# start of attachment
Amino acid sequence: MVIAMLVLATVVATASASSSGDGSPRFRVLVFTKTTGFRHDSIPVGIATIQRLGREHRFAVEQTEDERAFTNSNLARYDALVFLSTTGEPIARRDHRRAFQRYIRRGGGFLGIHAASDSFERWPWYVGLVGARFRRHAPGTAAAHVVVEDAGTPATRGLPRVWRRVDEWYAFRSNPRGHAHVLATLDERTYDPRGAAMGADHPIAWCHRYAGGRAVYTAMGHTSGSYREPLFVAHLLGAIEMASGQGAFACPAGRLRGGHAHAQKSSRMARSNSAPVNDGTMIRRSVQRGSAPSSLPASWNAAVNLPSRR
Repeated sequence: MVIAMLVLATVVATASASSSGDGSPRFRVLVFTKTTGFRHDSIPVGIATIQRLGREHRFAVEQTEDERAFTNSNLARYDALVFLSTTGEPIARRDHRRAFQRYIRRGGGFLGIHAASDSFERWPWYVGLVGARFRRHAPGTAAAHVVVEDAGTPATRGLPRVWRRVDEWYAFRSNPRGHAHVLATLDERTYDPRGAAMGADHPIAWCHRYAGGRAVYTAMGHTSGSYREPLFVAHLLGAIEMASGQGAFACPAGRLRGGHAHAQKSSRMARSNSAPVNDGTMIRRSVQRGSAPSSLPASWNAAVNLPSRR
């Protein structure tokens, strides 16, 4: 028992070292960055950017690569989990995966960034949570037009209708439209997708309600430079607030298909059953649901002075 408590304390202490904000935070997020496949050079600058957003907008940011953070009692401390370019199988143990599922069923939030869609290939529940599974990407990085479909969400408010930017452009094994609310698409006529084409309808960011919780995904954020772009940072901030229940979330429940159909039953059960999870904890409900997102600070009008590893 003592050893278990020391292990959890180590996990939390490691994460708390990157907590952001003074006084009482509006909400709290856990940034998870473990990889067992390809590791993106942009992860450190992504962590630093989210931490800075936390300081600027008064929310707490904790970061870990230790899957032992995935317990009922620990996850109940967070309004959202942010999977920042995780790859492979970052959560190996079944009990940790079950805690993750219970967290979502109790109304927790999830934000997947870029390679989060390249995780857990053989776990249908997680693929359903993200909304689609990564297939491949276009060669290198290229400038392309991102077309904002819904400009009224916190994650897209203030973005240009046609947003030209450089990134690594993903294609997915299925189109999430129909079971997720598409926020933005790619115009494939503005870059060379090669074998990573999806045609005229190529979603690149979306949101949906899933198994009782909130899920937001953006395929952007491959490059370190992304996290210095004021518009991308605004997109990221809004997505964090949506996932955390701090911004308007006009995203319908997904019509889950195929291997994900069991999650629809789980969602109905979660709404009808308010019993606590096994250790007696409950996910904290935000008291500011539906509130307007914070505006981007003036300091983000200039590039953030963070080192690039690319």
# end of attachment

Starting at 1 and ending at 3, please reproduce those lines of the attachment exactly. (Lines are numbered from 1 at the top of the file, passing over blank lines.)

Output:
Amino acid sequence: MVIAMLVLATVVATASASSSGDGSPRFRVLVFTKTTGFRHDSIPVGIATIQRLGREHRFAVEQTEDERAFTNSNLARYDALVFLSTTGEPIARRDHRRAFQRYIRRGGGFLGIHAASDSFERWPWYVGLVGARFRRHAPGTAAAHVVVEDAGTPATRGLPRVWRRVDEWYAFRSNPRGHAHVLATLDERTYDPRGAAMGADHPIAWCHRYAGGRAVYTAMGHTSGSYREPLFVAHLLGAIEMASGQGAFACPAGRLRGGHAHAQKSSRMARSNSAPVNDGTMIRRSVQRGSAPSSLPASWNAAVNLPSRR
Repeated sequence: MVIAMLVLATVVATASASSSGDGSPRFRVLVFTKTTGFRHDSIPVGIATIQRLGREHRFAVEQTEDERAFTNSNLARYDALVFLSTTGEPIARRDHRRAFQRYIRRGGGFLGIHAASDSFERWPWYVGLVGARFRRHAPGTAAAHVVVEDAGTPATRGLPRVWRRVDEWYAFRSNPRGHAHVLATLDERTYDPRGAAMGADHPIAWCHRYAGGRAVYTAMGHTSGSYREPLFVAHLLGAIEMASGQGAFACPAGRLRGGHAHAQKSSRMARSNSAPVNDGTMIRRSVQRGSAPSSLPASWNAAVNLPSRR
């Protein structure tokens, strides 16, 4: 028992070292960055950017690569989990995966960034949570037009209708439209997708309600430079607030298909059953649901002075 408590304390202490904000935070997020496949050079600058957003907008940011953070009692401390370019199988143990599922069923939030869609290939529940599974990407990085479909969400408010930017452009094994609310698409006529084409309808960011919780995904954020772009940072901030229940979330429940159909039953059960999870904890409900997102600070009008590893 003592050893278990020391292990959890180590996990939390490691994460708390990157907590952001003074006084009482509006909400709290856990940034998870473990990889067992390809590791993106942009992860450190992504962590630093989210931490800075936390300081600027008064929310707490904790970061870990230790899957032992995935317990009922620990996850109940967070309004959202942010999977920042995780790859492979970052959560190996079944009990940790079950805690993750219970967290979502109790109304927790999830934000997947870029390679989060390249995780857990053989776990249908997680693929359903993200909304689609990564297939491949276009060669290198290229400038392309991102077309904002819904400009009224916190994650897209203030973005240009046609947003030209450089990134690594993903294609997915299925189109999430129909079971997720598409926020933005790619115009494939503005870059060379090669074998990573999806045609005229190529979603690149979306949101949906899933198994009782909130899920937001953006395929952007491959490059370190992304996290210095004021518009991308605004997109990221809004997505964090949506996932955390701090911004308007006009995203319908997904019509889950195929291997994900069991999650629809789980969602109905979660709404009808308010019993606590096994250790007696409950996910904290935000008291500011539906509130307007914070505006981007003036300091983000200039590039953030963070080192690039690319």